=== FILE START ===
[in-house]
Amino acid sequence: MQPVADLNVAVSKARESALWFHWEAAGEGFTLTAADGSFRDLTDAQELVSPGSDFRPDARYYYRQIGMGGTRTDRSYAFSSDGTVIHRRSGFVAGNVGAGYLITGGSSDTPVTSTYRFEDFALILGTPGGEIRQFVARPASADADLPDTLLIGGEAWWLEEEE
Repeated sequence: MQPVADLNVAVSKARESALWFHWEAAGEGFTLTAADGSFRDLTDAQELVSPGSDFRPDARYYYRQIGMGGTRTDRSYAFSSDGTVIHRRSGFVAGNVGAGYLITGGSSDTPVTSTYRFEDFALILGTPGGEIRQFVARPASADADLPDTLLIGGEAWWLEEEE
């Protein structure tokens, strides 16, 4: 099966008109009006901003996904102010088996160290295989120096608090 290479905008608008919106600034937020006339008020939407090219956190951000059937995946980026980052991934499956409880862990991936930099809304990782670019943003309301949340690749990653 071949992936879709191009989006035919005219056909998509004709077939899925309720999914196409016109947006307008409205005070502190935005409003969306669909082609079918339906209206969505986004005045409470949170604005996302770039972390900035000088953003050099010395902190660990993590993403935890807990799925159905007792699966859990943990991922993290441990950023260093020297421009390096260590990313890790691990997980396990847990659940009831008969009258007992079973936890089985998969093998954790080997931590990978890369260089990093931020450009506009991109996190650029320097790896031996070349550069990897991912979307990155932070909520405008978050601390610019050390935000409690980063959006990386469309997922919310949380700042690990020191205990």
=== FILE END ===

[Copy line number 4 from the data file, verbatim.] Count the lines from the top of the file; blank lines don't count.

């Protein structure tokens, strides 16, 4: 099966008109009006901003996904102010088996160290295989120096608090 290479905008608008919106600034937020006339008020939407090219956190951000059937995946980026980052991934499956409880862990991936930099809304990782670019943003309301949340690749990653 071949992936879709191009989006035919005219056909998509004709077939899925309720999914196409016109947006307008409205005070502190935005409003969306669909082609079918339906209206969505986004005045409470949170604005996302770039972390900035000088953003050099010395902190660990993590993403935890807990799925159905007792699966859990943990991922993290441990950023260093020297421009390096260590990313890790691990997980396990847990659940009831008969009258007992079973936890089985998969093998954790080997931590990978890369260089990093931020450009506009991109996190650029320097790896031996070349550069990897991912979307990155932070909520405008978050601390610019050390935000409690980063959006990386469309997922919310949380700042690990020191205990």